So when Abel’s grandmother sent his mother, Cindy Ritenour, a scent preservation kit from Scent Evidence K9, she had two reactions — one as a mom, and the other as the administrative aide for the Highlands County Sheriff’s Office Law Enforcement Bureau.
“I thought it was a great idea, not only for my family, but for anybody who is a caretaker for an autistic child or an elderly person with dementia since they are at risk of getting lost,” Ritenour said.
An American Pediatric Association study shows that almost 50 percent of autistic children will go missing at least once by the age of 17. The numbers are even higher for adults with dementia — 6 in 10 will get lost at some point.
Abel is “a runner,” Ritenour said, and as a result is one of those 50 percent with an increased risk of getting lost, especially now that he has started school at Park Elementary.
“Abel has a SafetyNet bracelet (which can be tracked using ground- and air-based antennas), but refused to wear it, so I had to find a way to hide it in his pocket every day,” Ritenour said. “He may be able to get it out, though, so having another way to find him is good for peace of mind. I also know that they could be useful for our K-9 teams, so I wanted to try to get enough to be able to offer them to those in need in our community.”
Ritenour researched the company and how the kits are being used by other agencies. The kits are a simple concept: a gauze pad and a jar. The pad is wiped under the arms and across the chest, then sealed inside with the information about the person on a sticker that is placed on the jar. There is also a decal that can be placed at the home so law enforcement knows a scent preservation kit is on site.
That simple idea, though, can make a life-and-death difference in an emergency. Instead of looking for a scent article for a K-9 to use at the beginning of a track, the kits offer a perfect sample for the dogs to use when they start their search. Because it has been sealed since it was created, the scent article is still fresh and is also not contaminated with any other odors.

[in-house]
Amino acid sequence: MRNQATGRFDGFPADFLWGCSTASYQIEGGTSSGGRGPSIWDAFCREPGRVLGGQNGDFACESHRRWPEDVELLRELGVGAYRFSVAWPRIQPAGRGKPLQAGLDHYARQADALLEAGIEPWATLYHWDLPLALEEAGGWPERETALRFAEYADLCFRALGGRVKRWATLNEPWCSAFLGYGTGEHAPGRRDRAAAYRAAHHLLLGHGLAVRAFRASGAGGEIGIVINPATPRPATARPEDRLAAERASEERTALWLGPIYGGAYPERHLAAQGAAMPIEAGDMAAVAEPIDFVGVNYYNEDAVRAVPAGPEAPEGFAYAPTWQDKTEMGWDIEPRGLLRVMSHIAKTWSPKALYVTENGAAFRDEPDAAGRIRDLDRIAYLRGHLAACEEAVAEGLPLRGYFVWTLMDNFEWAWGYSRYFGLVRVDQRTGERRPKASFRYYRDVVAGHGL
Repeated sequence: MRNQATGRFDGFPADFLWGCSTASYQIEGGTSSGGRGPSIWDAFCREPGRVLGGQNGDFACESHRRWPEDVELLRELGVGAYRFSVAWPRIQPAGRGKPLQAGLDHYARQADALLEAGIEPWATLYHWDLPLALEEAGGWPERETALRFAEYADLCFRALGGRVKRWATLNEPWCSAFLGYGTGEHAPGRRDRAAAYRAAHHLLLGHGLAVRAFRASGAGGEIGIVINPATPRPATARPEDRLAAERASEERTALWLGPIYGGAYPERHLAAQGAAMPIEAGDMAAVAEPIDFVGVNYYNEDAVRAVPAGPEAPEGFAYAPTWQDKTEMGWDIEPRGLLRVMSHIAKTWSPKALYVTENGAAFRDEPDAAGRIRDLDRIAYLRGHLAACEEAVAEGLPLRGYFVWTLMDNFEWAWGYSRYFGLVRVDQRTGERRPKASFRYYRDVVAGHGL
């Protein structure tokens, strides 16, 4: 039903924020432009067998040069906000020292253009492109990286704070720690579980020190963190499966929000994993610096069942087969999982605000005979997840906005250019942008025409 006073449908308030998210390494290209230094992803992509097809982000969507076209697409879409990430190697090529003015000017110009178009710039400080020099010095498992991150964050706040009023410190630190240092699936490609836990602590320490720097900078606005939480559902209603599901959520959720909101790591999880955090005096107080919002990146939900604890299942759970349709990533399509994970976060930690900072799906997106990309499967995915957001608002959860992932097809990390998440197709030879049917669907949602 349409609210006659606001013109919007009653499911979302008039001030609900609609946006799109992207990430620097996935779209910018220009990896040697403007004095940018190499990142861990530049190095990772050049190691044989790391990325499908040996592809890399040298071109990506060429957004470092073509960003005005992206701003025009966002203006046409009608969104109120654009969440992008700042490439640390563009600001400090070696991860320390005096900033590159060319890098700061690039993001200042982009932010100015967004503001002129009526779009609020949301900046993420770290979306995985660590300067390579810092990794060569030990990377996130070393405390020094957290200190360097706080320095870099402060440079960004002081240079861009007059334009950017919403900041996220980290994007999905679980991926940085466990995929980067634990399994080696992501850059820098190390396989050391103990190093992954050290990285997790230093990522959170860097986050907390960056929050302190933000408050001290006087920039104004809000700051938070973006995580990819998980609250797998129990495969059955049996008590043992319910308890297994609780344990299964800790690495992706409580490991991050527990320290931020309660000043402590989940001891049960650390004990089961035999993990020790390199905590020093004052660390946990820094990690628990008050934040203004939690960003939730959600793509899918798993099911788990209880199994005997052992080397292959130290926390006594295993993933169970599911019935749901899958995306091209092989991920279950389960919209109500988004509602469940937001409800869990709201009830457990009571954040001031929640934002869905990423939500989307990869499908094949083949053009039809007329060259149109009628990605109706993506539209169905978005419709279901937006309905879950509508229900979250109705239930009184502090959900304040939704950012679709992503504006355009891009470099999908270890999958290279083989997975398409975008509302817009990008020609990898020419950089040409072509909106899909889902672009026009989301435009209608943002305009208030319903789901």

“Having a good scent article is key to starting a successful K-9 track,” said Sgt. Kyle Albritton, who leads the HCSO K-9 Unit. “One of these kits could definitely save somebody’s life.”
Paul Coley, the company founder, is a former K-9 handler himself, so he knows the challenge K-9 units face when attempting to locate a lost person. He said that a recent study used a kit that was 4.5 years old for a successful track, and other studies suggest the kits could be good for as much as 10 years.
The kits are produced by a mostly student workforce near the campus of Florida State University in Tallahassee. Coley started the company in 2012 as a way to help K-9 units train, but the mission soon spread to “bringing the lost home.”
Ritenour presented her idea to Glades Electric Cooperative, and was awarded a $2,000 grant that paid for 140 kits, and Scent Evidence K9 donated another 24 kits. The kits, along with the already established SafetyNet program, give the Sheriff’s Office two ways of helping ensure that those at risk of wandering can be brought home safely.
“Cindy is to be commended for taking the initiative of realizing these kits would be a good tool not only for her family, but also for others,” Sheriff Paul Blackman said. “Her work to get a supply of these kits for local families makes me proud.”
If you are a caretaker of an autistic child or an adult who is at risk of wandering, contact Ritenour at 863-402-7206 to get one of the Scent Evidence K9 kits. If you would like to get one of the SafetyNet bracelets, contact Nell Hays at 863-402-7369.
For more information about Scent Evidence K9, visit scentevidencek9.com.